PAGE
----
If you want to know what is happening in the world and what to do about it, read Mediactive , a journal whose first four issues deal with education, celebrity, asylum and the Iraq War. All right, that is an exaggeration, but some of the contributions will certainly get you thinking. W. H. Auden wrote that "we must love one another or die"; new Labour thinks we must modernise or die.
A number of essays focus on what this means for our understanding of the idea of knowledge. How does it differ from information? Is its value economic or cultural? I was intrigued by Alan Finlayson's suggestion that the knowledge economy relies on ignorance. "Because I do not know how to cook, I buy ready-meals and cook books." A case for boys to take classes in food technology, then.
One of the most notorious recent examples of ignorance is Jade Goody, a former contestant on Big Brother , who did not know where East Anglia was.
"It's abroad, isn't it?" But there is more to life than knowing the location of Lowestoft. And there is more to a society than an efficient economy. But, argue a number of contributors, if the corporate takeover of schools and universities continues, we will forget what that is.
The existence of Big Brother suggests we already have. Apparently the show's real significance is that it is a form of social mobility because it allows even ordinary mortals to achieve celebrity status. So that is all right, then. There is just no escaping Tony Blair. Oscar Reyes examines how he has used his family to portray himself as an ordinary bloke. But families cannot always be relied on to surround you with a wholesome glow. Just look at Mrs Blair's controversial purchase of two flats in Bristol.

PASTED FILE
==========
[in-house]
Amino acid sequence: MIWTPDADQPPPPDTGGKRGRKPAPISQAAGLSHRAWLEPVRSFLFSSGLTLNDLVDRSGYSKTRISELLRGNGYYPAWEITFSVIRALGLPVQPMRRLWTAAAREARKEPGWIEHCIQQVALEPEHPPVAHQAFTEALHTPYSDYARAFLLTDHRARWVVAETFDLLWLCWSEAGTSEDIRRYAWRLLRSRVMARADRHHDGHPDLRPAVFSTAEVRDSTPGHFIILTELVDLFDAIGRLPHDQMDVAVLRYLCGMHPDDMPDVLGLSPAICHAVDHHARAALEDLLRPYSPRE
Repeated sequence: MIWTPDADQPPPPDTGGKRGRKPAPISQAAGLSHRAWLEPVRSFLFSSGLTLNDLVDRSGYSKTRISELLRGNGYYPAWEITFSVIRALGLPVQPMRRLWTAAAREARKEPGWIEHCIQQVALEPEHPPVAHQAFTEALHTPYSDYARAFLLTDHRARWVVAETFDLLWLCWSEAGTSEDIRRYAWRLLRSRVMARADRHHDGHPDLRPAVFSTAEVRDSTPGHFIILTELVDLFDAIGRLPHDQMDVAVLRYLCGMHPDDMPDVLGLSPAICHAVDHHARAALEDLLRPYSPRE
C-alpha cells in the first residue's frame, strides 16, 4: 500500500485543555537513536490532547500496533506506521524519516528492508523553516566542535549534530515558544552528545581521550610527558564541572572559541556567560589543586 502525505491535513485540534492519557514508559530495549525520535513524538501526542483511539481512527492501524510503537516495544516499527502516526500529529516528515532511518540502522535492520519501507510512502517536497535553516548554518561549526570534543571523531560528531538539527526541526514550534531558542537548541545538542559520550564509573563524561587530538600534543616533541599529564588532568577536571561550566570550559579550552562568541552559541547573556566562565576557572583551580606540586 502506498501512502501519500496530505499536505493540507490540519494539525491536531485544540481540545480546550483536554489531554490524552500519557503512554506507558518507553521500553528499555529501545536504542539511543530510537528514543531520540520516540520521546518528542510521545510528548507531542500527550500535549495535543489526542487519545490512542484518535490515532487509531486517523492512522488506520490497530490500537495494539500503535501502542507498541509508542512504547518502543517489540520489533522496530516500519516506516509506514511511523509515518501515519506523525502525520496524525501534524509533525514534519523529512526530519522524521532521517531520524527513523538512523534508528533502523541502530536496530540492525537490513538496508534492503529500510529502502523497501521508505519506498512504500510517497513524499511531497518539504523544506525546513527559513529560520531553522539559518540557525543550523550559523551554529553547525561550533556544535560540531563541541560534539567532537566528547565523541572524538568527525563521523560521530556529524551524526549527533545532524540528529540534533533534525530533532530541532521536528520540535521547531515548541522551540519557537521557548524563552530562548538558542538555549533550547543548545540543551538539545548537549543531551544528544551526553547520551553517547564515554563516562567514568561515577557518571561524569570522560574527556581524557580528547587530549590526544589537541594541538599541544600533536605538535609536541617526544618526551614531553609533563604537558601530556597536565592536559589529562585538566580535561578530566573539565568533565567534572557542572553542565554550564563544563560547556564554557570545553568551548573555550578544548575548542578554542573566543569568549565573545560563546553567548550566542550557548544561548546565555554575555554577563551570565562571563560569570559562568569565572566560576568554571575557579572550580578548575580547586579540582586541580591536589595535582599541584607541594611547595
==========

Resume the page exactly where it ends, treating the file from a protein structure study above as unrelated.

From Cheriegate to the problems celebrities face when they try to "multitask". Kay Dickinson says we should not criticise pop stars who want to act because that just reinforces conservative value systems that keep people in their place. Duly chastised, I am going to reinforce democratic ones by saying that Britney Spears is as good an actress as she is a singer. If that does not have the desired effect, we could go along with Jeremy Gilbert's suggestion that we dispose with celebrity culture altogether and immerse ourselves in "collective creativity, horizontal organisation and participative experience". It is a great idea, but I do not have the energy.
Can children cope with images of war? asks Cynthia Carter in her piece on young people's response to the reporting of the Iraq War. She concludes that they are far better able to cope than we imagine, but their desire to understand is not taken seriously. Meanwhile, Paul Rixon wonders whether the web will help mobilise opposition to the war or whether the military will find ways to manipulate it to their advantage.
Among the casualties of war are asylum seekers. Richard Payne gives a chilling view of how private prisons have profited from their misery. Jonathan Rutherford sees them as symbols of modernity, wanting a better life but losing security in the process. Nira Yuval-Davies reminds us they are people first, symbols second.
Highly readable, often penetrating and sometimes autobiographical, Mediactive is one of the more sane offerings in the crazy world of cultural studies.
Gary Day is principal lecturer in English, De Montfort University.
Mediactive: Ideas, Knowledge Culture: Knowledge/Culture
Editor - Jonathan Rutherford
Publisher - Barefoot Publications
Price - £8.00 per issue
ISBN - 085315 972 6